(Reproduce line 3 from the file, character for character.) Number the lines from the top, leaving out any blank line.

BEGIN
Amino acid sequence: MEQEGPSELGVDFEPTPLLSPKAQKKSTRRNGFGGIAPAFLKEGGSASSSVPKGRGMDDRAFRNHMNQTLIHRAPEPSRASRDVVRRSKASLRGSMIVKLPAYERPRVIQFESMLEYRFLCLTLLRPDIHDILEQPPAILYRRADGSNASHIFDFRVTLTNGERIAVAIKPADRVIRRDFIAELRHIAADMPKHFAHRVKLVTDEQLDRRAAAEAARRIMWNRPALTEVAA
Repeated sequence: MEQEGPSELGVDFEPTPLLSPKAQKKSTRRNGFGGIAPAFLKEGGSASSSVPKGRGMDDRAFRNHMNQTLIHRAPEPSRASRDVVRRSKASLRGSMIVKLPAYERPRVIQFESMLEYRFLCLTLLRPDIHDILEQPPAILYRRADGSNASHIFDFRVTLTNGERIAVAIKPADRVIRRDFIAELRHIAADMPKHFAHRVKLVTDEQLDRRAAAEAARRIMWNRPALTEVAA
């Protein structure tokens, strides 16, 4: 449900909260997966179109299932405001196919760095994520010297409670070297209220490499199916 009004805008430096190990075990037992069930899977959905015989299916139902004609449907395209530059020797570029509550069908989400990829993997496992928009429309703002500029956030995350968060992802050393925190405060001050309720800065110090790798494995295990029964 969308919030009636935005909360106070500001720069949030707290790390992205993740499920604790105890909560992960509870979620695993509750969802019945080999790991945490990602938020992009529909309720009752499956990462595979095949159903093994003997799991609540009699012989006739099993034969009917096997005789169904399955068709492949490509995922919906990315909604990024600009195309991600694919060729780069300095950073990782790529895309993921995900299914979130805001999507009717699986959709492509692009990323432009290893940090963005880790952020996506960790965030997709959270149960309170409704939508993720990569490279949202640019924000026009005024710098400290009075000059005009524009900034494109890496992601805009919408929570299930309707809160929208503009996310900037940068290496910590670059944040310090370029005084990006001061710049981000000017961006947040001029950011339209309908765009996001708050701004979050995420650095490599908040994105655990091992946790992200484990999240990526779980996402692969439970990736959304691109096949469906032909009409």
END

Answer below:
């Protein structure tokens, strides 16, 4: 449900909260997966179109299932405001196919760095994520010297409670070297209220490499199916 009004805008430096190990075990037992069930899977959905015989299916139902004609449907395209530059020797570029509550069908989400990829993997496992928009429309703002500029956030995350968060992802050393925190405060001050309720800065110090790798494995295990029964 969308919030009636935005909360106070500001720069949030707290790390992205993740499920604790105890909560992960509870979620695993509750969802019945080999790991945490990602938020992009529909309720009752499956990462595979095949159903093994003997799991609540009699012989006739099993034969009917096997005789169904399955068709492949490509995922919906990315909604990024600009195309991600694919060729780069300095950073990782790529895309993921995900299914979130805001999507009717699986959709492509692009990323432009290893940090963005880790952020996506960790965030997709959270149960309170409704939508993720990569490279949202640019924000026009005024710098400290009075000059005009524009900034494109890496992601805009919408929570299930309707809160929208503009996310900037940068290496910590670059944040310090370029005084990006001061710049981000000017961006947040001029950011339209309908765009996001708050701004979050995420650095490599908040994105655990091992946790992200484990999240990526779980996402692969439970990736959304691109096949469906032909009409």